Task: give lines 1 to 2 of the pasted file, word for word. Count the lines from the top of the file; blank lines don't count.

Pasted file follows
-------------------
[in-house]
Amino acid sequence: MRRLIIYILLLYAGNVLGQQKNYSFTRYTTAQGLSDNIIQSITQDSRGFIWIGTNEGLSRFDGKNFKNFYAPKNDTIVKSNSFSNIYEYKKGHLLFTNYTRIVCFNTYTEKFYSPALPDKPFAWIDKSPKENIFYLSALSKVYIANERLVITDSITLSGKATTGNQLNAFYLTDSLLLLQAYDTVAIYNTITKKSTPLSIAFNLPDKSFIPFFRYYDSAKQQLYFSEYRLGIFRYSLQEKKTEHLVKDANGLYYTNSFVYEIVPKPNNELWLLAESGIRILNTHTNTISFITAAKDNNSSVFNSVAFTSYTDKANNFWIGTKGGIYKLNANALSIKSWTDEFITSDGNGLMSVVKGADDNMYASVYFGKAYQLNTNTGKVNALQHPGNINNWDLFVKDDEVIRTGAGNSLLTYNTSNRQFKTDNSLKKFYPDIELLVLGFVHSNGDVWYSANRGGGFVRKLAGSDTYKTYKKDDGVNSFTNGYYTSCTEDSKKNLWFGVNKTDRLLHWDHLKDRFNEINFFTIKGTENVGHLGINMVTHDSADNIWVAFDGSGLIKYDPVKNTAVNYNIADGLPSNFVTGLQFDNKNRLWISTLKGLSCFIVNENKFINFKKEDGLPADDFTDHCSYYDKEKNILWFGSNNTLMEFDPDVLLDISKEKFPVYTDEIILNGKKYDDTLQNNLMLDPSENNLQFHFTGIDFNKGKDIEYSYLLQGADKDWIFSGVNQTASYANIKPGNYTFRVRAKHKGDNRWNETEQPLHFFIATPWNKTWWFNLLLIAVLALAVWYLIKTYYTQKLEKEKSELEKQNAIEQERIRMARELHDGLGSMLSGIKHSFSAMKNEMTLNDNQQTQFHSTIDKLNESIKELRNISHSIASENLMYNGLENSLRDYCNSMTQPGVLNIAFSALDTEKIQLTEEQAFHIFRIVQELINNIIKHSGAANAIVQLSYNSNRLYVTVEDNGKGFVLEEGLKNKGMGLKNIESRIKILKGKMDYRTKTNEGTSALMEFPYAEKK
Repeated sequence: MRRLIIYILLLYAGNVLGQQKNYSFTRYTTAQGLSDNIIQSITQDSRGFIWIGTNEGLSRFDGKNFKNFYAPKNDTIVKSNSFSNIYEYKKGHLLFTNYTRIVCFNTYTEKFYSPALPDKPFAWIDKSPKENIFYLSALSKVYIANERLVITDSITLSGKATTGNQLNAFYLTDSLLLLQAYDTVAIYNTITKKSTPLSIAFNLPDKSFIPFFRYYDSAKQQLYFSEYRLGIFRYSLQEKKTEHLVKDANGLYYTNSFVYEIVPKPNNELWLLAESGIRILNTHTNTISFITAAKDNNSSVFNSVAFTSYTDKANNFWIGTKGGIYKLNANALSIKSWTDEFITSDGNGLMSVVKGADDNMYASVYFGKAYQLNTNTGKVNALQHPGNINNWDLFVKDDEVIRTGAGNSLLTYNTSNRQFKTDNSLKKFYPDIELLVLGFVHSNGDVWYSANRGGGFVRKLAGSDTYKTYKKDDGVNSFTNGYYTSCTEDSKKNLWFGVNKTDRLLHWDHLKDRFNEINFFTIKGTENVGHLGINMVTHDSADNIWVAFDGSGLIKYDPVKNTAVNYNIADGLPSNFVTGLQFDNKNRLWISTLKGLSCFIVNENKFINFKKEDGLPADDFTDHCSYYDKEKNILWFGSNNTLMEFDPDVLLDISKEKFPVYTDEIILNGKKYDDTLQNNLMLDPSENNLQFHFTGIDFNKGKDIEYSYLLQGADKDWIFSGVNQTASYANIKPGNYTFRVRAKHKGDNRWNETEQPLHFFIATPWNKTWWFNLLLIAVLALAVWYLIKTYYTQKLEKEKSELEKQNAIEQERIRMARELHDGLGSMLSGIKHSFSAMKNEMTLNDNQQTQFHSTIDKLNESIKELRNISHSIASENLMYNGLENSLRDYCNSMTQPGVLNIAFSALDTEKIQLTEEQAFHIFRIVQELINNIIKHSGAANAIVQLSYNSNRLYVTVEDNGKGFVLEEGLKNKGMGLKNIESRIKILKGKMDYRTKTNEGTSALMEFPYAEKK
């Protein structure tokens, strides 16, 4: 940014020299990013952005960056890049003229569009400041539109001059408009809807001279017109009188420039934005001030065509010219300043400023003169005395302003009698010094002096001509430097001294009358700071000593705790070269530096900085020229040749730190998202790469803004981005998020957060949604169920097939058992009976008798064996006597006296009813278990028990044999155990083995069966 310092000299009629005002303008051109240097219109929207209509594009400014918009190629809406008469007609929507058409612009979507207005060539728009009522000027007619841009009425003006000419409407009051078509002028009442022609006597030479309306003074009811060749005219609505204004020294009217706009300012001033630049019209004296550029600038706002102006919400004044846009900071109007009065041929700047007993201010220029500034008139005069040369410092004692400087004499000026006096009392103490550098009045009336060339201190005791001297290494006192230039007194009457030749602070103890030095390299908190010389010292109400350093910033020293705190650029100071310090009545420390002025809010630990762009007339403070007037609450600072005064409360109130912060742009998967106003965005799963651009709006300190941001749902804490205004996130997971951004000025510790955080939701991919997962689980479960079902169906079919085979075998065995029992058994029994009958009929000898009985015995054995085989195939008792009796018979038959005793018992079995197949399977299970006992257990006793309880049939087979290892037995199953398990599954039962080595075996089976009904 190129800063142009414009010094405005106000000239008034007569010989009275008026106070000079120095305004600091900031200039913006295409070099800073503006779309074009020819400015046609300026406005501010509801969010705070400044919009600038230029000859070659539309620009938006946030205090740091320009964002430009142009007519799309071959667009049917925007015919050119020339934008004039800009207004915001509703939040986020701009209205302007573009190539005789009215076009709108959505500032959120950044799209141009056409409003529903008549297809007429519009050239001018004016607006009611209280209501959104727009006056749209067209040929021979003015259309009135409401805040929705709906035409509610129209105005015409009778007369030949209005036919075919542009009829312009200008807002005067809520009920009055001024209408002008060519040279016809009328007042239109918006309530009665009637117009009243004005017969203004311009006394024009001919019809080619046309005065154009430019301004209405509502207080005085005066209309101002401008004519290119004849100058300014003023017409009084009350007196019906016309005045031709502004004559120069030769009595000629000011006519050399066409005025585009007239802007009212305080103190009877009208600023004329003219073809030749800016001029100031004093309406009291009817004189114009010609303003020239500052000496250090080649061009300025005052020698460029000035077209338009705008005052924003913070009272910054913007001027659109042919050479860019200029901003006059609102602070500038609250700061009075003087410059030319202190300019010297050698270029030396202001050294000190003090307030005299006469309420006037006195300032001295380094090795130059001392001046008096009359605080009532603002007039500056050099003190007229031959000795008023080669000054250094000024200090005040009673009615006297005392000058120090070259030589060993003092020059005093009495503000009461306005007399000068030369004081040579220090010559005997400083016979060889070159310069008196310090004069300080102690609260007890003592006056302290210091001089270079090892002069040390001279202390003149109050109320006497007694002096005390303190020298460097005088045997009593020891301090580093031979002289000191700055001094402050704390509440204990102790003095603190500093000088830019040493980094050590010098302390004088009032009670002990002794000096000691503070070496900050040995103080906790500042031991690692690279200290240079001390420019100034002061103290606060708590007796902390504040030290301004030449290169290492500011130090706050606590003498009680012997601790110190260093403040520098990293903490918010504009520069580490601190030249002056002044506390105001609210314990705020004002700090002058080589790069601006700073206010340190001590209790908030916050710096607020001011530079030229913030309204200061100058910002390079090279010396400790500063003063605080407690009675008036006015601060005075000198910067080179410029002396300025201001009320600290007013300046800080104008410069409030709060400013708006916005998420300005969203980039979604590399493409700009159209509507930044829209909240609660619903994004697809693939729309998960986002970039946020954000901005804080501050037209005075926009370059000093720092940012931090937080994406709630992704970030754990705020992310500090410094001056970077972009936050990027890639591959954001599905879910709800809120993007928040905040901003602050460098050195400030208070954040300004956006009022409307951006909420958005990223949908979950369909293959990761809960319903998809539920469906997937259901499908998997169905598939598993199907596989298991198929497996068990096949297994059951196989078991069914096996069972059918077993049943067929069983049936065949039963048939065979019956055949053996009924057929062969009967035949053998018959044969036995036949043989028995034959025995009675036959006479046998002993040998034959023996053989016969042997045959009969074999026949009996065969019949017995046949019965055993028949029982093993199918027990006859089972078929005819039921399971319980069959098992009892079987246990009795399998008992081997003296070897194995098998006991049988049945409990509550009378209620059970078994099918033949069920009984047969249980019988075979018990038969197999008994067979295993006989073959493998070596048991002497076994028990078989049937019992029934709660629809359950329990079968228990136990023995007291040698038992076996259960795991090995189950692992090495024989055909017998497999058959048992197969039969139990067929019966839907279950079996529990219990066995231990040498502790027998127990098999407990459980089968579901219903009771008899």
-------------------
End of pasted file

[in-house]
Amino acid sequence: MRRLIIYILLLYAGNVLGQQKNYSFTRYTTAQGLSDNIIQSITQDSRGFIWIGTNEGLSRFDGKNFKNFYAPKNDTIVKSNSFSNIYEYKKGHLLFTNYTRIVCFNTYTEKFYSPALPDKPFAWIDKSPKENIFYLSALSKVYIANERLVITDSITLSGKATTGNQLNAFYLTDSLLLLQAYDTVAIYNTITKKSTPLSIAFNLPDKSFIPFFRYYDSAKQQLYFSEYRLGIFRYSLQEKKTEHLVKDANGLYYTNSFVYEIVPKPNNELWLLAESGIRILNTHTNTISFITAAKDNNSSVFNSVAFTSYTDKANNFWIGTKGGIYKLNANALSIKSWTDEFITSDGNGLMSVVKGADDNMYASVYFGKAYQLNTNTGKVNALQHPGNINNWDLFVKDDEVIRTGAGNSLLTYNTSNRQFKTDNSLKKFYPDIELLVLGFVHSNGDVWYSANRGGGFVRKLAGSDTYKTYKKDDGVNSFTNGYYTSCTEDSKKNLWFGVNKTDRLLHWDHLKDRFNEINFFTIKGTENVGHLGINMVTHDSADNIWVAFDGSGLIKYDPVKNTAVNYNIADGLPSNFVTGLQFDNKNRLWISTLKGLSCFIVNENKFINFKKEDGLPADDFTDHCSYYDKEKNILWFGSNNTLMEFDPDVLLDISKEKFPVYTDEIILNGKKYDDTLQNNLMLDPSENNLQFHFTGIDFNKGKDIEYSYLLQGADKDWIFSGVNQTASYANIKPGNYTFRVRAKHKGDNRWNETEQPLHFFIATPWNKTWWFNLLLIAVLALAVWYLIKTYYTQKLEKEKSELEKQNAIEQERIRMARELHDGLGSMLSGIKHSFSAMKNEMTLNDNQQTQFHSTIDKLNESIKELRNISHSIASENLMYNGLENSLRDYCNSMTQPGVLNIAFSALDTEKIQLTEEQAFHIFRIVQELINNIIKHSGAANAIVQLSYNSNRLYVTVEDNGKGFVLEEGLKNKGMGLKNIESRIKILKGKMDYRTKTNEGTSALMEFPYAEKK